Lawrence Ypil

Writing Rain

When I think of rain, I think of writing. When I think of the months, June, July, August, when the rains start, and the typhoons come, leave, storms start, stop, gutters fill with water, water levels rise and then recede, I think of the days and nights of writing. I think of the hours whose distinct pleasures lie in staying indoors, sitting on a chair at the desk by the window writing.

I wonder if it has to do with the sound the rain makes upon roofs—the closest one gets to monsoon music, typhoon tempo: shower or downpour, onslaught, unrelenting or brief: patter. Who will not want to write a poem to such music, if not on the page then in the head; if not in the head then in the ear. Or the finger.

These must be the months when letters get written, stories get told, when novels get planned if not written, when songs get sung to oneself or to lovers. The year stores up its hearts during this time, enough to last the barren months when rooms are too hot to think in. When it rains, thoughts gather in the mind’s holes like puddles: splish, splash.

When it rains, there is time, more than enough: after dinner, before dawn. When everyone’s about to sleep, when everyone’s not yet awake. Solitude is suddenly possible when it rains, minus the loneliness. One can hear oneself when it rains without having to speak.

Are there crickets when it rains? Moths, yes. That hide under red towels. A centipede strays into the tub. If one is lucky, a garden snake that’s found its way out of the garden. But that is getting rarer and rarer.

In which tree’s branches do birds wait in when it rains? One is always planning to find out, but one always forgets the moment the rain stops. The rain has more questions than answers and likes to wonder.

I don’t know what I like more: the rain that takes a whole day to build itself before it pours, or the rain that appears out of nowhere. The rain that fades away to a soft drizzle or the one that stops as abruptly as it starts.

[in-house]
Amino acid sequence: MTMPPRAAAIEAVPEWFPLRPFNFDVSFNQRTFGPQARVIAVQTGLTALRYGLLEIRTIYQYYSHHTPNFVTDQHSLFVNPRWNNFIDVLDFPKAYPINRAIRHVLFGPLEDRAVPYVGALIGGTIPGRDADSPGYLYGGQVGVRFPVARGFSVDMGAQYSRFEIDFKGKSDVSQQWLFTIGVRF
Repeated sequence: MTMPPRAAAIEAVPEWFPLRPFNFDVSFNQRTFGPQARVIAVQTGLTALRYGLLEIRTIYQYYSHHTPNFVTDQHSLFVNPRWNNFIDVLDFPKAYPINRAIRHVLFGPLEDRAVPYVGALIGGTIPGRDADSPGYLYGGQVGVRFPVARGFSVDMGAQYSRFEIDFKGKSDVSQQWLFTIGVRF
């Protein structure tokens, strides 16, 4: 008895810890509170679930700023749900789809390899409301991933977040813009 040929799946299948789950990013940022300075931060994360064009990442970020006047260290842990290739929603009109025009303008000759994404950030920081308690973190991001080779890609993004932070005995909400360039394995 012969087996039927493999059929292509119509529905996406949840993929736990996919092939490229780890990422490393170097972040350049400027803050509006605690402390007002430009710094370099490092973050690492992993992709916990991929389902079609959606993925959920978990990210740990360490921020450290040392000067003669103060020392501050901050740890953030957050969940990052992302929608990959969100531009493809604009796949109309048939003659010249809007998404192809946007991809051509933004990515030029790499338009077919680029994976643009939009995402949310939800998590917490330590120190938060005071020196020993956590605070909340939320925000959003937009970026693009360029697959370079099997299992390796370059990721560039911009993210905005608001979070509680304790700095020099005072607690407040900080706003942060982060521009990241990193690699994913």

I wonder if I prefer that rain that comes with lightning and thunder, that wakes the youngest child in the night, or the rain that hardly leaves a trace on the windshield.

Sometimes the rain does not stop, and gutters turn into rivers, and streets into streams, and mountains bleed down into their valleys and cover rocks and trees and houses and the people that live in houses and the water level reaches the roofs, the height of electric poles and birds that sit on them in sunny days but not today, today, the birds are nowhere to be found. But I try to avoid thinking about this. (I plan to extend this section to really give that sense of flooding.)

Besides, the rain never really likes to think about itself. It likes to think of rains of years ago, or rains to come: late downpours of youth, future early showers. It likes to think of warm rooms, and old songs. It likes to think of new ways of saying the same thing over and over. It likes to go in one direction: down. ∎

First published in SunStar Cebu in August 2008.